Liang Sicheng 梁思成 (1901‑1972)

From Wang Jun Beijing Record: A Physical And Political History Of Planning Modern Beijing (World Scientific, 2011) page 271

Two views of the stone statue of Haiyun 海雲 (circa 1257)
{BabelStone CC BY-SA 3.0}

Inscription from the Pagoda of Haiyun


Sepulchral pagoda of Master Fori Yuanming Haiyun

Inscription from the Pagoda of Ke'an


Sepulchral pagoda of Master Fori Yuanzhao Ke'an

Miniature stele for Haiyun


'Protecting Sage Pacifying the Country' Great Chan Master, the monk Haiyun, whose religious name was Yinjiian, achieved nirvana at the Dahuayan Temple in the Western Capital at the hour of the dragon on the fourth day of the fourth intercalary month; he lived for fifty-six years. On command of the prince, a pagoda was built to the west of the Daqingshou Temple.

Artefacts from the White Pagoda

The Capital Museum exhibition of artefacts found in Beijing pagodas includes a number of very fine objects deposited in the pinnacle of the white stupa-pagoda of White Pagoda Temple (Báitǎsì 白塔寺) during the 18th year of the Qianlong era (1753), when the pagoda had been repaired. These artefacts were found during repairs to the pagoda in the autumn of 1978, following damage incurred during the Tangshan earthquake two years earlier.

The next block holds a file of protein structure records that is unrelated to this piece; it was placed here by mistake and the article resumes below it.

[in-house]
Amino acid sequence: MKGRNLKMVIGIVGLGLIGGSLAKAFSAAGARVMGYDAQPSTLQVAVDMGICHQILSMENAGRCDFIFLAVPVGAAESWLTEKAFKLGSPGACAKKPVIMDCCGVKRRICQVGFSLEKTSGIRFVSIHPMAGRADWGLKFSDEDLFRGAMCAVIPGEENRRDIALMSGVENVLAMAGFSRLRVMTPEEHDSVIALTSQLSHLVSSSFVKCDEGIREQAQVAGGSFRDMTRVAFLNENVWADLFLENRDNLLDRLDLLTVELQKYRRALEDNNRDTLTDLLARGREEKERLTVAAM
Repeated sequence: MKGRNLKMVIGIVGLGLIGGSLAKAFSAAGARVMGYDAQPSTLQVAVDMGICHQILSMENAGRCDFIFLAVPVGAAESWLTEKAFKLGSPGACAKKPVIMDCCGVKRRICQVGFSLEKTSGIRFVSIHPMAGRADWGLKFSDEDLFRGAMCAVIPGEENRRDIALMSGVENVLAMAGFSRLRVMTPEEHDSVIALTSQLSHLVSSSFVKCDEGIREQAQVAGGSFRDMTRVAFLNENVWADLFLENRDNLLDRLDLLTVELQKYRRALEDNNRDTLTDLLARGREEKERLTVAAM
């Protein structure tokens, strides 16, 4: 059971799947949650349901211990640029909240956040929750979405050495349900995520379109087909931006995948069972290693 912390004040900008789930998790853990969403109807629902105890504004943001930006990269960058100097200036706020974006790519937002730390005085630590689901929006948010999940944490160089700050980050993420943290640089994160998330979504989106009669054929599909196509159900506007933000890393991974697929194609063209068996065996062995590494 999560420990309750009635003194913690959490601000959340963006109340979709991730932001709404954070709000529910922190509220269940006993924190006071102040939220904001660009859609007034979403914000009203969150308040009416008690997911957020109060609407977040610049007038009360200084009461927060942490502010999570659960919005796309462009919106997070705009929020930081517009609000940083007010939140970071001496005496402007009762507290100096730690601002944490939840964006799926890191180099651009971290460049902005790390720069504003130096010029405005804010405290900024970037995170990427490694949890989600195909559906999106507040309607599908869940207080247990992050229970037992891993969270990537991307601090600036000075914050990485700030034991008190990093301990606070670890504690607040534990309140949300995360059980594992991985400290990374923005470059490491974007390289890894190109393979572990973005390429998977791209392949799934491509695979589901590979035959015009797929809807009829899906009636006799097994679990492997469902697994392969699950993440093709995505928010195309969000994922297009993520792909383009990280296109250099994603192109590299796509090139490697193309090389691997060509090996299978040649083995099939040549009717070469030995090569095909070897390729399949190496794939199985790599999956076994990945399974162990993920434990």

Statue of Avalokiteśvara Lid for the statue of Avalokiteśvara Brass cover for the statue of Avalokiteśvara
Carved from a single piece of rosewood With an inscription in the hand of the Qianlong Emperor With an inscription dated Qianlong 18 (1753)
{BabelStone CC BY-SA 3.0}

Buddhist scripture box made from nanmu wood inlaid with gold and silver


{BabelStone CC BY-SA 3.0}

The box originally contained a gilt bronze statue box and a gold Buddha of Longevity statuette, the Chinese text of the Heart Sutra handwritten by the Qianlong Emperor, the Tibetan text of the Dharani-Sutra of the Victorious Buddha-Crown (Uṣṇīṣa-vijaya-dhāraṇī-sūtra) handwritten by the Qianlong Emperor, 4 gilt silver vases, 5 hada scarves, 5 bolts of brocade cloth, a set of 108 rosary beads, and a large quantity of incense

Part of the Dharani-Sutra of the Victorious Buddha-Crown in Tibetan script

Handwritten in 1753 by the Qianlong Emperor

From an information board at the Capital Mueum, Beijing

Lacquered wooden round box


{BabelStone CC BY-SA 3.0}

The box originally contained a Five Buddhas crown and a monk's robes (kāṣāya)

Statuettes of the Buddhas of the Three Ages

Statue box in the shape of Mount Sumeru


{BabelStone CC BY-SA 3.0}

Next Time ...